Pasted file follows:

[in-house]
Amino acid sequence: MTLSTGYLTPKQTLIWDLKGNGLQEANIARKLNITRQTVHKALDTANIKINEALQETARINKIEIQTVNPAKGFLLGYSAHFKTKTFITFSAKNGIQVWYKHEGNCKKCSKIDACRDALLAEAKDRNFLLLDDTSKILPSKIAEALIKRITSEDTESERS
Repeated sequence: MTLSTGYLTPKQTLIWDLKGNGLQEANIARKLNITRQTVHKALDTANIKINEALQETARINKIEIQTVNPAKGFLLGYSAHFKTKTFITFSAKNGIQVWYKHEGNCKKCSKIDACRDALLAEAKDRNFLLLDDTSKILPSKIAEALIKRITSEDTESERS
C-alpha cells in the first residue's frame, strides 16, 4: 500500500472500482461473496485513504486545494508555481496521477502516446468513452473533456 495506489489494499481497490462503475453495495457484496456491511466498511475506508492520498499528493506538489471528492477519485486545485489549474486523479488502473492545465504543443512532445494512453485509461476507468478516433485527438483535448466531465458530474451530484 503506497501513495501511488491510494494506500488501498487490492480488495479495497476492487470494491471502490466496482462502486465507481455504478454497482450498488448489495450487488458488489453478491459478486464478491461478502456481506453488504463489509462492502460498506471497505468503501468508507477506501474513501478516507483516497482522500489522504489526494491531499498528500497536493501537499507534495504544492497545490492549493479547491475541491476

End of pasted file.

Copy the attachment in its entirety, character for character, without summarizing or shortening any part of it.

[in-house]
Amino acid sequence: MTLSTGYLTPKQTLIWDLKGNGLQEANIARKLNITRQTVHKALDTANIKINEALQETARINKIEIQTVNPAKGFLLGYSAHFKTKTFITFSAKNGIQVWYKHEGNCKKCSKIDACRDALLAEAKDRNFLLLDDTSKILPSKIAEALIKRITSEDTESERS
Repeated sequence: MTLSTGYLTPKQTLIWDLKGNGLQEANIARKLNITRQTVHKALDTANIKINEALQETARINKIEIQTVNPAKGFLLGYSAHFKTKTFITFSAKNGIQVWYKHEGNCKKCSKIDACRDALLAEAKDRNFLLLDDTSKILPSKIAEALIKRITSEDTESERS
C-alpha cells in the first residue's frame, strides 16, 4: 500500500472500482461473496485513504486545494508555481496521477502516446468513452473533456 495506489489494499481497490462503475453495495457484496456491511466498511475506508492520498499528493506538489471528492477519485486545485489549474486523479488502473492545465504543443512532445494512453485509461476507468478516433485527438483535448466531465458530474451530484 503506497501513495501511488491510494494506500488501498487490492480488495479495497476492487470494491471502490466496482462502486465507481455504478454497482450498488448489495450487488458488489453478491459478486464478491461478502456481506453488504463489509462492502460498506471497505468503501468508507477506501474513501478516507483516497482522500489522504489526494491531499498528500497536493501537499507534495504544492497545490492549493479547491475541491476